|What is stress? It has been defined as a pressure, either external or internal, to do something at which you fear that you will fail. Some stress in your life is unavoidable but it can become an unbearable burden when the degree becomes too high, whatever that level may be for each person.Stress is accumulated over a period of time and experiencing one major stressful event will not only raise your stress level but it may possibly take 12 months, under normal conditions, to reduce it to previous levels. If another highly stressful event occurs during this ‘recovery’ period, it will add to the level and make it even higher. Even minor levels of stress sustained over a prolonged period can lead to stress related problems, but higher levels can lead to physical ailments and more severe psychological disorders.This questionnaire (on the right), adapted from the Holmes – Rahe Scale (1967), has been designed to help assess your present stress level. In order to complete this form, determine which life events have occurred in your life over the past 2 years and add up your total stress score. Please note, the degree to which any particular event is stressful to you will depend upon how you perceive it and the scores in the survey, are averaged over many different peoples’ responses.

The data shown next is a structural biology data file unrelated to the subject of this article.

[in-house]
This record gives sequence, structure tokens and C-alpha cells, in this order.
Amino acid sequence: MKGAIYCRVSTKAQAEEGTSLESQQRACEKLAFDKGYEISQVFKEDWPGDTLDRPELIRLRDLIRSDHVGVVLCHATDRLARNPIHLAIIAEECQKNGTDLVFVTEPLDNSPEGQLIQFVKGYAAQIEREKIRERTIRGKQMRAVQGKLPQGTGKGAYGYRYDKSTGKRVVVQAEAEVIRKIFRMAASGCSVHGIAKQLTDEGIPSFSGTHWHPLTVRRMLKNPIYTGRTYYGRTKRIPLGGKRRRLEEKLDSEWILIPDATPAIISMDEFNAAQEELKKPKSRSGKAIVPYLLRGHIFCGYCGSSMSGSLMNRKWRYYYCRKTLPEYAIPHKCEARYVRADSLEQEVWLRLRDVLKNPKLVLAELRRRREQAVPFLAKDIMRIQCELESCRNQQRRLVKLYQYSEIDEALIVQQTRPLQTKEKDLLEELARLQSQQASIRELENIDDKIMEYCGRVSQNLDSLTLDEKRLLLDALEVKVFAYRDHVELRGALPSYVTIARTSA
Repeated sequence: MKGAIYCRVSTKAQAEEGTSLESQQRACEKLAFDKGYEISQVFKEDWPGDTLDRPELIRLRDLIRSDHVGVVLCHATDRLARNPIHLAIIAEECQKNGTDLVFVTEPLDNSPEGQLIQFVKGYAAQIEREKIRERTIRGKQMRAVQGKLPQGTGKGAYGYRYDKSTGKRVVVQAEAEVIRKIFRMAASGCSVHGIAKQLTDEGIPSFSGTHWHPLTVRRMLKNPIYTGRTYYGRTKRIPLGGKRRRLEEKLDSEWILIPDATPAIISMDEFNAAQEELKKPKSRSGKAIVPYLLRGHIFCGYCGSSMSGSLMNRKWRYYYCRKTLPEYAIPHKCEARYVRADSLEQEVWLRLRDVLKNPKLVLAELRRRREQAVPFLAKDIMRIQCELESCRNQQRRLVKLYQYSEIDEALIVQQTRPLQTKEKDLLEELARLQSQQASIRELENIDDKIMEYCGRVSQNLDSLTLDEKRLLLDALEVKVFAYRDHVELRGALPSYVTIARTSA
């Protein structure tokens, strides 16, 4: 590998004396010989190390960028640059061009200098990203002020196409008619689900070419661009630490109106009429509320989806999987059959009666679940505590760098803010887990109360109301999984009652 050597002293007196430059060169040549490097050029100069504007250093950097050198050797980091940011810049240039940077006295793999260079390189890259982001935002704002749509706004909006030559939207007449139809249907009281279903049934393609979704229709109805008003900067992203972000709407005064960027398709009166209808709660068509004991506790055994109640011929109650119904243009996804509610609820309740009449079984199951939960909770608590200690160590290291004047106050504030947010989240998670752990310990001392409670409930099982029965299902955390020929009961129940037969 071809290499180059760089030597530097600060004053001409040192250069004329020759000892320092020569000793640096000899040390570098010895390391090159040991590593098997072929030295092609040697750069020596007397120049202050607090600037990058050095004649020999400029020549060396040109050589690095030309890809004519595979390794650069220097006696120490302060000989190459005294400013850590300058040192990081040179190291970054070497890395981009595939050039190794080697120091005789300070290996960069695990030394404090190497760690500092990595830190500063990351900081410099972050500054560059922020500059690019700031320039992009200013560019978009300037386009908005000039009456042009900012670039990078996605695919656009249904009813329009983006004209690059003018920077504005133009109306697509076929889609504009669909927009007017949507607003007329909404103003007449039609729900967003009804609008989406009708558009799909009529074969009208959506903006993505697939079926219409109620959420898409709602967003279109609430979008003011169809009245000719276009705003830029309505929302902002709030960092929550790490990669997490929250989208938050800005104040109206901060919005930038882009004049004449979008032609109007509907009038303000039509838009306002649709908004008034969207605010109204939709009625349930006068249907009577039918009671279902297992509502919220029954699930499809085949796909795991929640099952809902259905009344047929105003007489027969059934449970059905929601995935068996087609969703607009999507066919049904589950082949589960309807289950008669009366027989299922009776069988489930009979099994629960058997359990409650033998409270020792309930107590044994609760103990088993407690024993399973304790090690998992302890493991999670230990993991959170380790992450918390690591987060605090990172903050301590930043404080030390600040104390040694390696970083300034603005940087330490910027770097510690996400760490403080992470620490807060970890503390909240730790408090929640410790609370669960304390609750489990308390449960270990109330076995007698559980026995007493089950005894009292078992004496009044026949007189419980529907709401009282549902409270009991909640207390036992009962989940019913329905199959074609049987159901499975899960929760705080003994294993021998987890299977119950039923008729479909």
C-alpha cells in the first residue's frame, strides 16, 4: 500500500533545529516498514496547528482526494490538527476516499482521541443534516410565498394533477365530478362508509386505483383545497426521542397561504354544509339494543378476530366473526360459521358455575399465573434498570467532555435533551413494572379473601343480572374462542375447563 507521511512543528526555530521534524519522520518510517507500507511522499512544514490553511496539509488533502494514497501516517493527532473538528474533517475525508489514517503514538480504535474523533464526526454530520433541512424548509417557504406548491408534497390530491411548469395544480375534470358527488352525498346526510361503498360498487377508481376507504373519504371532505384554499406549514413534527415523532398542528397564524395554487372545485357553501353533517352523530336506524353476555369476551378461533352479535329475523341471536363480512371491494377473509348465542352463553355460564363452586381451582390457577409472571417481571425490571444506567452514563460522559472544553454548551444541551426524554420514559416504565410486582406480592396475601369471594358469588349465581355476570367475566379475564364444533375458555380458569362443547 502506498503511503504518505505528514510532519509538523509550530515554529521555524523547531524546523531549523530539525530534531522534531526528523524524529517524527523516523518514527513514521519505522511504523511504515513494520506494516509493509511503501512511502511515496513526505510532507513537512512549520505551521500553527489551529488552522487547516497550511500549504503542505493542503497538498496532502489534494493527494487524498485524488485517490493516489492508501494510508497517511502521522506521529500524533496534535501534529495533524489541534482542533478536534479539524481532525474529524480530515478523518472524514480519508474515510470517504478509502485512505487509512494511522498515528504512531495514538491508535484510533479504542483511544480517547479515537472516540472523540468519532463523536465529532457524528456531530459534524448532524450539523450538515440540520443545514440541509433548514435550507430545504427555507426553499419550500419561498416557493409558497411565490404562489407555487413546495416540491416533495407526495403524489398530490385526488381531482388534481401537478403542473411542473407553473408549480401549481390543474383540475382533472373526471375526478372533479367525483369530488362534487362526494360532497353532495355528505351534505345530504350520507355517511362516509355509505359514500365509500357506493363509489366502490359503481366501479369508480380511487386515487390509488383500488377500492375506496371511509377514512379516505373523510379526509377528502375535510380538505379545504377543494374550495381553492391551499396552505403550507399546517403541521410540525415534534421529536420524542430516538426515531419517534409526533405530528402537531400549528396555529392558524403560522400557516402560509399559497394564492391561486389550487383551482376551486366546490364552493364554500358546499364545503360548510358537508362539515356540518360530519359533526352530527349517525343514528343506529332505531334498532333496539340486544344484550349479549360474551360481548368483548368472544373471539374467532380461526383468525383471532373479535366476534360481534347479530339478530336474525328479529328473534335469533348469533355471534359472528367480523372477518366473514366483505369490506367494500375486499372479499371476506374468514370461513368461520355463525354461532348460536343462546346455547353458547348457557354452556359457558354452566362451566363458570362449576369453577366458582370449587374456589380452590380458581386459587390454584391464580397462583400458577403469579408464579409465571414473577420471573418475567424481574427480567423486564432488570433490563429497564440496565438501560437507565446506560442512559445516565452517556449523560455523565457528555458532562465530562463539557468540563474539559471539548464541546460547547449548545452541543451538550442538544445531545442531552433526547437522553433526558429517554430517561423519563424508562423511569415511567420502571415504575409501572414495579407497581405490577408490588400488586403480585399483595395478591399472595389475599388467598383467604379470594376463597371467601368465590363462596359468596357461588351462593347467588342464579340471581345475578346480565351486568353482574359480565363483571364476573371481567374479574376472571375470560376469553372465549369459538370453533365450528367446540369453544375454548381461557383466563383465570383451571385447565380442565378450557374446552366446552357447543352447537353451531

The years of parenting can be particularly stressful. In a 1996 study of 318 Australian families, (http://www.caper.com.au/adultsurvresult.htm) the most frequently reported stressful life events reported by the parents, were:
However, those events which caused the most intensity of stress were not rated in the same order and the event which caused most stress in these families was ‘discipline problems with children’, not one of the most frequently reported events. It is clear that rating the degree of stress arising from any particular event, is a very personal one and must be dependant upon other factors than frequency.
So why do some people deal with stress in a more functional manner than others?
Stress affects everyone in different ways but falls into three main areas.
Once you realise that there are excessive amounts of stress in your life that are causing problems to yourself or others, there are several things that you can do to help control them.
Under 150: You are less likely to be suffering from the effects of cumulative stress
150 – 300: You may be suffering from chronic stress
Over 300: You are probably suffering some effects of cumulative stress